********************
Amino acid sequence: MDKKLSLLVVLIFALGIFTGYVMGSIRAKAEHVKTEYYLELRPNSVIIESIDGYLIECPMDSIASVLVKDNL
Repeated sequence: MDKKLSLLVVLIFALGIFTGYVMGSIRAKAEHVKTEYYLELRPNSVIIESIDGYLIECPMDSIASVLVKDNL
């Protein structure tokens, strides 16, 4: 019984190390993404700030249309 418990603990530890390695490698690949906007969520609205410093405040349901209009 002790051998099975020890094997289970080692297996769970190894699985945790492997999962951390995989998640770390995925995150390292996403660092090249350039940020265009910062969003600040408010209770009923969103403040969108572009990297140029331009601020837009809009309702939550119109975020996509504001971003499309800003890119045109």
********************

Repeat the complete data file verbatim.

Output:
Amino acid sequence: MDKKLSLLVVLIFALGIFTGYVMGSIRAKAEHVKTEYYLELRPNSVIIESIDGYLIECPMDSIASVLVKDNL
Repeated sequence: MDKKLSLLVVLIFALGIFTGYVMGSIRAKAEHVKTEYYLELRPNSVIIESIDGYLIECPMDSIASVLVKDNL
């Protein structure tokens, strides 16, 4: 019984190390993404700030249309 418990603990530890390695490698690949906007969520609205410093405040349901209009 002790051998099975020890094997289970080692297996769970190894699985945790492997999962951390995989998640770390995925995150390292996403660092090249350039940020265009910062969003600040408010209770009923969103403040969108572009990297140029331009601020837009809009309702939550119109975020996509504001971003499309800003890119045109």